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A Brightness Long Ago Reader’s Guide

By Guy Gavriel Kay

A Brightness Long Ago by Guy Gavriel Kay

READERS GUIDE

A Brightness Long Ago
Guy Gavriel Kay

Questions for Discussion

1. Kay sets this novel in Batiara, not Italy. He has dealt with slightly changed settings in this way many times, using a “near Europe” in history, not the actual places and people, even though he cites his inspirations in the acknowledgments. Why do you think Kay approaches historical places and figures in this way?

2. There are only small elements of the supernatural in this book, primarily passages involving the voices of the recently dead. Do you think this novel is best seen as fantasy? Historical fiction? How much does a label or category matter in your thinking about a book?

3. Is art meant to reveal truths or to send messages? Is this true for all works of art?

4. Do you believe that Guidanio betrayed Morani by not defending him from the mob? What should he have done, if so?

5. Women in Batiara don’t have a lot of options as far as what they can be or do. Jelena and Adria have both chosen to lead lives different from the norm. How similar is this to women of today who try to break the barrier of women’s expected roles?

6. Is there a character in the story you identify with most? If so, who and why?

7. Guidanio is offered a prestigious position in Monticola’s court as a tutor for his sons. If you had been in his shoes, would you have accepted the offer?

8. Before the horse race, Adria thinks, Men—or women—cannot control the world. Do you consider this true?

9. We eventually learn how the feud between the Acorsi and Remigio families began. Did finding out the truth about the feud change your perspective on or opinions about Folco d’Acorsi and Teobaldo Monticola? If so, how did your views change? Do you think one is a good person and the other bad? Do you think the author is making a point about this and how we make our judgments?

10. What are your thoughts on this quote? “Even so . . . we do turn the page, and can be lost again. And in that deep engagement we may find ourselves, or be changed, because the stories we are told become so much of what we are, how we understand our own days.” Do the books you love become a part of who you are?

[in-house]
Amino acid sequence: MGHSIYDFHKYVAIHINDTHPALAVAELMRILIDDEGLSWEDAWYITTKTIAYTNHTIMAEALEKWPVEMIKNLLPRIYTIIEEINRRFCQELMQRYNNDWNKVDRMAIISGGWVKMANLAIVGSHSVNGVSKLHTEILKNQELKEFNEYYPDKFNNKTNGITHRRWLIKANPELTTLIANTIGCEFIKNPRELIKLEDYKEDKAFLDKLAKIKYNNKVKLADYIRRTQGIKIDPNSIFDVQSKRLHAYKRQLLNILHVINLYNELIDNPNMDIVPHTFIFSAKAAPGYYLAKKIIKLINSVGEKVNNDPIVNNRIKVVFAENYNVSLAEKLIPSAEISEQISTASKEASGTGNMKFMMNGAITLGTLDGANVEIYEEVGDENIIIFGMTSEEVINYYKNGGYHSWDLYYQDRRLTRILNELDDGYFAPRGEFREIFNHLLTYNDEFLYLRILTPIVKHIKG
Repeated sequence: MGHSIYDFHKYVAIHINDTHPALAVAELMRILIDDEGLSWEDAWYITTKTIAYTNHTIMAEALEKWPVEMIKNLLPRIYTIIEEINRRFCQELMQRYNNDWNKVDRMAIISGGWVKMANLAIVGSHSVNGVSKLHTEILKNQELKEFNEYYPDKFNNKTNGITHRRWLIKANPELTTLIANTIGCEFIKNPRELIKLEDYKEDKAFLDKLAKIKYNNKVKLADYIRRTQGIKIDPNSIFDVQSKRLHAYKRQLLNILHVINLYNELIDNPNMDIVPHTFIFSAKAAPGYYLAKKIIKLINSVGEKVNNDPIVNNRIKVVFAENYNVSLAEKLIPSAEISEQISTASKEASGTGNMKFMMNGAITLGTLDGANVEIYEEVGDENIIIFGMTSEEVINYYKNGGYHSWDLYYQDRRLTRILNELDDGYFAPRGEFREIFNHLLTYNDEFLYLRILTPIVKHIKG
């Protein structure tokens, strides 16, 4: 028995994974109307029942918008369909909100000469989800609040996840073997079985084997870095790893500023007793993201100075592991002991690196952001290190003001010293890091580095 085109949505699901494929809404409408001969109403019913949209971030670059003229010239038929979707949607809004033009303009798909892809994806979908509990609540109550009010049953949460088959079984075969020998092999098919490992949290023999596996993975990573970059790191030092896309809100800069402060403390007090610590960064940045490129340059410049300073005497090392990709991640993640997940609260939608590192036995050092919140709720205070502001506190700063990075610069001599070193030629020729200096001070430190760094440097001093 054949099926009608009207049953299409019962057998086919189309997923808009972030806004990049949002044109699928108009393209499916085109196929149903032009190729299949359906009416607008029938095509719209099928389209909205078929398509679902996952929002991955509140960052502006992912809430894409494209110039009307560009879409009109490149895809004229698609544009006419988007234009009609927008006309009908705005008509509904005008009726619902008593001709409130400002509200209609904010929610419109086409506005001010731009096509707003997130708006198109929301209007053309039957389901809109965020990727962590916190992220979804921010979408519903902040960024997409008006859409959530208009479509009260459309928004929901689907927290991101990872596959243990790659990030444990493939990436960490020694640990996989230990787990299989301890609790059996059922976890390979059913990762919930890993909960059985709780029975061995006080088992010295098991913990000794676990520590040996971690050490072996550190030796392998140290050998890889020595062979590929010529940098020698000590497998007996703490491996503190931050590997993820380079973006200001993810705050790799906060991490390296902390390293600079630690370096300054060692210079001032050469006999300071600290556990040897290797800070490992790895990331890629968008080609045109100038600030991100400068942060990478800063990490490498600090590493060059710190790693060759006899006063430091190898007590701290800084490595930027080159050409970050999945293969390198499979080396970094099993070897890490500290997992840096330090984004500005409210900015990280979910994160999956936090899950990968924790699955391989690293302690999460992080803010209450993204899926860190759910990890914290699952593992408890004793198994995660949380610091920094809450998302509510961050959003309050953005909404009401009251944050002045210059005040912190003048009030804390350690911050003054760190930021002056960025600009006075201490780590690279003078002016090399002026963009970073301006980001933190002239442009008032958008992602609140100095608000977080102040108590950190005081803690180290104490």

11. Guidanio’s journey has led him to meet many important leaders and figures. Do you believe that his experiences with men such as Monticola, Folco, and the duke of Seressa were by chance, or have Guidanio’s own choices led him to these moments? Could it be a mixture of the two? Does this apply to everyone’s life?

12. When the golden city of Sarantium falls, Monticola and d’Acorsi put aside their feud and an impending battle to grieve and pray for forgiveness. If they had put aside their differences and hatred earlier, would they have been able to save Sarantium from falling? How powerful are they, really?

13. How do you feel about how each character’s story ended?

14. Guidanio narrates, “We like to believe, or pretend, we know what we are doing in our lives. It can be a lie. Winds blow, waves carry us, rain drenches a man caught in the open at night, lightning shatters the sky and sometimes his heart, thunder crashes into him bringing the awareness he will die.” Do you think we are choosing our paths in life?
 
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